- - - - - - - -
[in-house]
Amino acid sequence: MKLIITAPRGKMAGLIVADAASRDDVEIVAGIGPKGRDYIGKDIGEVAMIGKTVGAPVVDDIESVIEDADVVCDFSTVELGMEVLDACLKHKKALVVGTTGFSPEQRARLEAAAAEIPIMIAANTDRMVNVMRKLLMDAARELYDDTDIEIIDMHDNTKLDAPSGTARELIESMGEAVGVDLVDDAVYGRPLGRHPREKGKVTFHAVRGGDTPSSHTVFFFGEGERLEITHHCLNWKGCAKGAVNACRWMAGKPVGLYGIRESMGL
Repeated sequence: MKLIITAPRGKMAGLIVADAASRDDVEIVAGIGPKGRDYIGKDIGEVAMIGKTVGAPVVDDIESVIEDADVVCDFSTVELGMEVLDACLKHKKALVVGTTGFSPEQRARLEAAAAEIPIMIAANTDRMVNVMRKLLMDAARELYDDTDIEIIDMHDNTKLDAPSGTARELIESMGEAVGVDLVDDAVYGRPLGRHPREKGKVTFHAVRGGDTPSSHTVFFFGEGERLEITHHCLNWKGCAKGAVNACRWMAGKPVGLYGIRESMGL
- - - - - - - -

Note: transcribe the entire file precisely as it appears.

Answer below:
[in-house]
Amino acid sequence: MKLIITAPRGKMAGLIVADAASRDDVEIVAGIGPKGRDYIGKDIGEVAMIGKTVGAPVVDDIESVIEDADVVCDFSTVELGMEVLDACLKHKKALVVGTTGFSPEQRARLEAAAAEIPIMIAANTDRMVNVMRKLLMDAARELYDDTDIEIIDMHDNTKLDAPSGTARELIESMGEAVGVDLVDDAVYGRPLGRHPREKGKVTFHAVRGGDTPSSHTVFFFGEGERLEITHHCLNWKGCAKGAVNACRWMAGKPVGLYGIRESMGL
Repeated sequence: MKLIITAPRGKMAGLIVADAASRDDVEIVAGIGPKGRDYIGKDIGEVAMIGKTVGAPVVDDIESVIEDADVVCDFSTVELGMEVLDACLKHKKALVVGTTGFSPEQRARLEAAAAEIPIMIAANTDRMVNVMRKLLMDAARELYDDTDIEIIDMHDNTKLDAPSGTARELIESMGEAVGVDLVDDAVYGRPLGRHPREKGKVTFHAVRGGDTPSSHTVFFFGEGERLEITHHCLNWKGCAKGAVNACRWMAGKPVGLYGIRESMGL